In Libya’s capital, book workshop owner, Ezzaldeen Arfa is now restoring worn out editions of the Koran without inspections or interruptions by deposed Libyan leader Muammar Qaddafi’s spies who used to scrutinize Islamists during his 42 year rule.
The workshop, based in Tripoli, is currently restoring Korans collected from schools and mosques.
Since the fall of Qaddafi there has been an increase in religious freedom in the country after years of suppression of Islamists.
“The main purpose of the workshop is to maintain the holy Koran. We have noted the poor conditions of the holy Koran in mosques and schools; hence the idea came to create the workshop,” said Ezzaldeen.
During Qaddafi’s rule Ezzaldeen’s workshop was monitored by security officials who were ordered to be on the lookout for devoutly religious Libyans who may be extremists or members of the Muslim Brotherhood.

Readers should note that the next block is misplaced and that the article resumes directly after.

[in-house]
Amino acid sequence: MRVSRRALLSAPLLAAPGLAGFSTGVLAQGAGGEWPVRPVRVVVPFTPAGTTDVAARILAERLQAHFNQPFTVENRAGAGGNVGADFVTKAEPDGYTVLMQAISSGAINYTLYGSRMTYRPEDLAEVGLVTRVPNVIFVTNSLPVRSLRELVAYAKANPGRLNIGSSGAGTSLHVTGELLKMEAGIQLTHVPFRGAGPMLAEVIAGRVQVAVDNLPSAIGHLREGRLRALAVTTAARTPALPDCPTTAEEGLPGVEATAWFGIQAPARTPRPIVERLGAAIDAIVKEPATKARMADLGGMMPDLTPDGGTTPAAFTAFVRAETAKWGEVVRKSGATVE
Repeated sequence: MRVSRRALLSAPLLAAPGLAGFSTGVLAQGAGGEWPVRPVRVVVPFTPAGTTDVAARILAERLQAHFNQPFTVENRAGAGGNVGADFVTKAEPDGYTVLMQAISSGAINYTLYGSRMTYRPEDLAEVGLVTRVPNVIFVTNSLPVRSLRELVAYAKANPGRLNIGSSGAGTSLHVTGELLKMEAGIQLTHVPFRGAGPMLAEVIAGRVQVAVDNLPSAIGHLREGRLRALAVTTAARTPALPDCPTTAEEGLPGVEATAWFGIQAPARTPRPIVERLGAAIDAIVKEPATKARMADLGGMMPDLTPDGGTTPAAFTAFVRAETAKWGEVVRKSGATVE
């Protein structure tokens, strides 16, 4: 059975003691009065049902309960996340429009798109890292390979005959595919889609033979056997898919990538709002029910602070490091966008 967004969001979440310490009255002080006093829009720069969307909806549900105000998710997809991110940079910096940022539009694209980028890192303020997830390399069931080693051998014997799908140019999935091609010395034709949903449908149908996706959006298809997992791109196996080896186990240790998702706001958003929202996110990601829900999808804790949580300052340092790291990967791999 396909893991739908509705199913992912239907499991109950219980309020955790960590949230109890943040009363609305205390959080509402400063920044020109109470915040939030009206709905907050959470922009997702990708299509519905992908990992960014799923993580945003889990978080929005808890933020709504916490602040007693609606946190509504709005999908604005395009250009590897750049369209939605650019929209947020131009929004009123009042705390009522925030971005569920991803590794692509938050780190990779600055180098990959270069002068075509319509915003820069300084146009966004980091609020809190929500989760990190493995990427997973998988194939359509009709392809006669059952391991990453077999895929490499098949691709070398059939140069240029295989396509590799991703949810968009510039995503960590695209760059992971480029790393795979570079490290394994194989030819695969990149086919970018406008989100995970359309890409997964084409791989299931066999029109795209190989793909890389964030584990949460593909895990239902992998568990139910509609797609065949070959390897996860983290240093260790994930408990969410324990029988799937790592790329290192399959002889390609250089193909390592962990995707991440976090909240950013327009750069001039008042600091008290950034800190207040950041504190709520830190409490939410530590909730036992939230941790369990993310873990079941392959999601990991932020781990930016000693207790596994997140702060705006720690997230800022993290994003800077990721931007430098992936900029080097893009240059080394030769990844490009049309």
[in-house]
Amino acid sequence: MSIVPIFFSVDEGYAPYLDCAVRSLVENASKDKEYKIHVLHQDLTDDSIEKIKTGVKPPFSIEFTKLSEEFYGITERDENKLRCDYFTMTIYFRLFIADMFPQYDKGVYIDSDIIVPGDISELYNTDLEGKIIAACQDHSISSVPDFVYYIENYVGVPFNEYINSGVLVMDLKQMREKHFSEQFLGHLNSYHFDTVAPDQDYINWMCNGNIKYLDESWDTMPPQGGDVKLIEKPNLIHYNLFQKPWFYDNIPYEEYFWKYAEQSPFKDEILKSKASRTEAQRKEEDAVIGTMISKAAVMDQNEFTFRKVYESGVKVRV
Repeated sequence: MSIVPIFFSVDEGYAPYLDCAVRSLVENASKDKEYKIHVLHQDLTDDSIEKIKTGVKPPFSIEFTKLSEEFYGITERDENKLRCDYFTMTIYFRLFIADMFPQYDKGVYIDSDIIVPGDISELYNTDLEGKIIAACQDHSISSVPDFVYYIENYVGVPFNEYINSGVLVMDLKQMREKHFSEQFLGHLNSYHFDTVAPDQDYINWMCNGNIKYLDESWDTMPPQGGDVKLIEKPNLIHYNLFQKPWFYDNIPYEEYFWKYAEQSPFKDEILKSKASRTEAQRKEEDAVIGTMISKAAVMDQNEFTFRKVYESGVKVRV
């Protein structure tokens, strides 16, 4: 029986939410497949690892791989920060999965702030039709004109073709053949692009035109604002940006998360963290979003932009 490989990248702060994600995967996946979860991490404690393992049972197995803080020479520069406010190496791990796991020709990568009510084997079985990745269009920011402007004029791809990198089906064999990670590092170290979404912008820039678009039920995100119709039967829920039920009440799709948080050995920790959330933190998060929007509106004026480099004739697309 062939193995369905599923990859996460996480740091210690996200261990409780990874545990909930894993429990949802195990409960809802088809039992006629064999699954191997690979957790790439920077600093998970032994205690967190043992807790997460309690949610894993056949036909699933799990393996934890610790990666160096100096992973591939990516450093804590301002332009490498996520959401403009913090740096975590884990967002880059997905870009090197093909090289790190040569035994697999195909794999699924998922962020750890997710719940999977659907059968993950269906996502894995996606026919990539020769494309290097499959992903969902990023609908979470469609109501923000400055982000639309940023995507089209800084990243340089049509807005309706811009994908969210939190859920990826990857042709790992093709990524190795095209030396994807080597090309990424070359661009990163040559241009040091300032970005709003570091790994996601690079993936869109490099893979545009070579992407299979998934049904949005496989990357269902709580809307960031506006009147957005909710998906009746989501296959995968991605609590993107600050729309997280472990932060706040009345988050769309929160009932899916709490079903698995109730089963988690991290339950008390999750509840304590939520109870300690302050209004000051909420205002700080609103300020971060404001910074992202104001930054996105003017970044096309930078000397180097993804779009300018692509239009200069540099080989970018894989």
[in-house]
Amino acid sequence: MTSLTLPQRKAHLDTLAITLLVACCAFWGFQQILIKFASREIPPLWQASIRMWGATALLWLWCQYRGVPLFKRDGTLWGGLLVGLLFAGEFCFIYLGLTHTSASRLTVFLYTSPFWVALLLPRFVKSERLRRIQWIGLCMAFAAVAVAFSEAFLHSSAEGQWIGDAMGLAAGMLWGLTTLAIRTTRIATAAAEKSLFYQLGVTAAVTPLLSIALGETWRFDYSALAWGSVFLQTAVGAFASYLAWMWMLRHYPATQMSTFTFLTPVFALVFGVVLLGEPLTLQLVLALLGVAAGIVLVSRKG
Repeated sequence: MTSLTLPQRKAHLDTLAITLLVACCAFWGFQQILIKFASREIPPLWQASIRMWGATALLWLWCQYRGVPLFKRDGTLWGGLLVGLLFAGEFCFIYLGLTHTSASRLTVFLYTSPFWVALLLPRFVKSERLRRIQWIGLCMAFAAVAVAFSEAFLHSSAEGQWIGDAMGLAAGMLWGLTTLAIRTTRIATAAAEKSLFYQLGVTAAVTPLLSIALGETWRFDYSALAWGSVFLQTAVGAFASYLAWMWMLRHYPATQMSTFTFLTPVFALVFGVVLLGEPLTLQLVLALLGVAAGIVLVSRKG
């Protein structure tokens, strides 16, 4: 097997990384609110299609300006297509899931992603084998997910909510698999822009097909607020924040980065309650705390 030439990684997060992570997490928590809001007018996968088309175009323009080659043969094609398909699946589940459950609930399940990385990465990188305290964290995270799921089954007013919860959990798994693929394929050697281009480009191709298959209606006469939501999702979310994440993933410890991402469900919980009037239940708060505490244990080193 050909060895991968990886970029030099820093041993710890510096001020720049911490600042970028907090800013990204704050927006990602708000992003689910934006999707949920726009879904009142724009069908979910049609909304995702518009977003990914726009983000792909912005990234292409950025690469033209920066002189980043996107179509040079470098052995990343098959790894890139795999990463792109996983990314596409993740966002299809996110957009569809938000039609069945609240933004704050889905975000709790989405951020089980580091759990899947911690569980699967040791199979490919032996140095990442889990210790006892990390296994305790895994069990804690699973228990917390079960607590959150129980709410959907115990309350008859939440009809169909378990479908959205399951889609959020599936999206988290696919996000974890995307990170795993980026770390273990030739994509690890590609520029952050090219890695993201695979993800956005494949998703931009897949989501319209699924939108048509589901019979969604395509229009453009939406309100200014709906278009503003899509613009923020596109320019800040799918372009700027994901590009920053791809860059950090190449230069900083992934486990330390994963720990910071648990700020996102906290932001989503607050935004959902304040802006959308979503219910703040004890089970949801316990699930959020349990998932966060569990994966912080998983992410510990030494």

“Actually, over the past years since we began this project we have faced difficulties because of the former regime, in particular, the security forces. There was an intense scrutiny on such projects; one was not allowed to practice anything related to the Koran or with religion in general. Personally, a number of people who have ties with security forces contacted me to inquire into our movements and about these training courses,” Ezzaldeen explained.
All Korans, whether from mosques or individuals, can be brought to the workshop and be restored for free. Ezzaldeen’s workshop also trains children and women to rebind and restore Korans.
"This is a wonderful idea that should be adopted by the entire Muslim world and they should start to protect Korans. Thank God ... we have to preserve God's words and we have to keep it in our hearts. We work hard to protect property and possessions; we work to protect our money and children. The Koran needs real care and protection," said trainee Anessa Ibrahim.
After the revolution, Libyans say they are free to worship as they wish and are mindful of how large a role it should play in their everyday lives.
Islamists have been gaining power and popularity across the Arab world as evidenced by the electoral victories in Egypt, Tunisia and Morocco over the past few months.